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PaulS's picture

Oil prices threaten global recovery

OK, here we go, 5th January and the IEA no less is warning that our precious economic recovery may not materialise after all, meaning Growth is over and there is no way to repay our enourmous debts.

I guess we must have hit that glass ceiling of total fossil fuel energy available to the World, which in turn has driven the oil price a bit higher. Now various companies will start buying forward in the hope of avoiding the astronomically high prices that speculators will drive the market towards. And all that will result in a repeat of 2008 and another recesion, which in turn will reduce energy requirements and allow energy prices to get back to more manageable levels.

Of course, this glass ceiling is of the sloping type: a few percentage points less each year. This means that even in no growth scenario, we would still hit it at some point and go through much the same recession, only a little later.

The only practical solution is to reduce world energy requirements by 50% or more and at the same time invest enough to supply all of that from renewables. But will the politicians get it before its too late?

Now lets see what the Guardian thinks:
Oil prices may threaten global economic recovery

As crude oil prices hit $95 a barrel, it is in a 'danger zone' which may derail recovery, says chief economist at Paris's IEA

The Guardian, Wednesday 5 January 2011

Analysts say that with crude oil will average $90 a barrel in 2011 (and they know, they got all the other predections wrong!), compared with $79.60 in 2010.

Oil prices are entering the "danger zone" and threaten to derail the fragile global economic recovery, according to Fatih Birol, chief economist at the International Energy Agency.

The Paris-based government policy adviser calculates that the oil import costs for the 34 countries that make up the Organisation for Economic Co-operation and Development (OECD) soared by $200bn over the past year to reach $790bn by the end of 2010.

"Oil prices are entering a dangerous zone for the global economy," Birol told the Financial Times. "The oil import bills are becoming a threat to the economic recovery. This is a wake-up call to the oil consuming countries and to the oil producers."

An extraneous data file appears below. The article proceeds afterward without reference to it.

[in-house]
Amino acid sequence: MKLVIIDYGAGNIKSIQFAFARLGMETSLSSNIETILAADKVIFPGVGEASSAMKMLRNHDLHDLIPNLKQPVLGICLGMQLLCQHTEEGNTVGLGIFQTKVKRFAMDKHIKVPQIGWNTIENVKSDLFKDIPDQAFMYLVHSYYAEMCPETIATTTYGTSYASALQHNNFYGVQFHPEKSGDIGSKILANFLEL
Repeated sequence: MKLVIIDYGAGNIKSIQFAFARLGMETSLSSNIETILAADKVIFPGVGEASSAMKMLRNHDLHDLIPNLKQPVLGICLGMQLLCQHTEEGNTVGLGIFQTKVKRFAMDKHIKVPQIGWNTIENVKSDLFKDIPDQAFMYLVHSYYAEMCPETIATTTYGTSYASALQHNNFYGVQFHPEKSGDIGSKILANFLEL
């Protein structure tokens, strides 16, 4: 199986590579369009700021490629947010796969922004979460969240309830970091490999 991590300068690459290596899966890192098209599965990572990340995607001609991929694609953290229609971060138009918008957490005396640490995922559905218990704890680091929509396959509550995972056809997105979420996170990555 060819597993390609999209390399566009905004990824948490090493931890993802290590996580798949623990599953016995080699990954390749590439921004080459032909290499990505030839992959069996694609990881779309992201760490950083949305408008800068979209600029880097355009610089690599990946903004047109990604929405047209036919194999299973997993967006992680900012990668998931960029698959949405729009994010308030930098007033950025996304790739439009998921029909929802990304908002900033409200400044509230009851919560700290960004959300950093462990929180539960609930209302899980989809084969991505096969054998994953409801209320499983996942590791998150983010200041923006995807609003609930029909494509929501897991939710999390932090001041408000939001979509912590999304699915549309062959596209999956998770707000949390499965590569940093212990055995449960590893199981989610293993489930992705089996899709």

The price of Brent crude hit $95 a barrel for the first time in 27 months on Monday. Although oil prices have fallen recently, analyst Sanford Bernstein is predicting that crude oil will average $90 a barrel this year, compared with $79.60 in 2010. Roger Read, an analyst at Morgan Keegan & Co, is predicting the oil price will range between $75 and $120 this year.

Birol said: "It is not in the interest of anyone to see such high prices. Oil exporters need clients with healthy economies but these high prices will sooner or later make the economies sick, which would mean the need for importing oil will be less." Birol believes that in the short term oil producers should increase production to bring down prices.

Opec officials recently said that they had no plans to change oil quotas.

Oil consumption will increase by 1.3m barrels a day, or 1.5%, to a record 88.8m in 2011 (if that happens I'll eat my hat!), according to the IEA. Birol said oil consuming nations also need to play their part and reduce their reliance on oil.

The IEA calculates that the EU import bill rose by $70bn during 2010, equal to the combined budget deficits of Greece and Portugal. The IEA also says the ratio of countries' oil import bills to Gross Domestic Product, a key measure of the cost of oil prices on economies, is approaching levels last seen during the financial crisis in 2008. "It is a very telling story," said Birol. "2010 rang the first alarm bells and 2011 price levels could bring us to the same financial crisis times we saw in 2008." (and that is a very good point)

His warning comes just months after International Monetary Fund officials dismissed suggestions rising oil prices would hamper economic recovery. (and did they get anything right in 2008? of course not, economists have no idea because they do not take into account geological constraints on oil production, which cannot be replaced from any other source, regardless of how high the oil price gets. All that happens is demand destruction and life destruction in poorer parts of the world)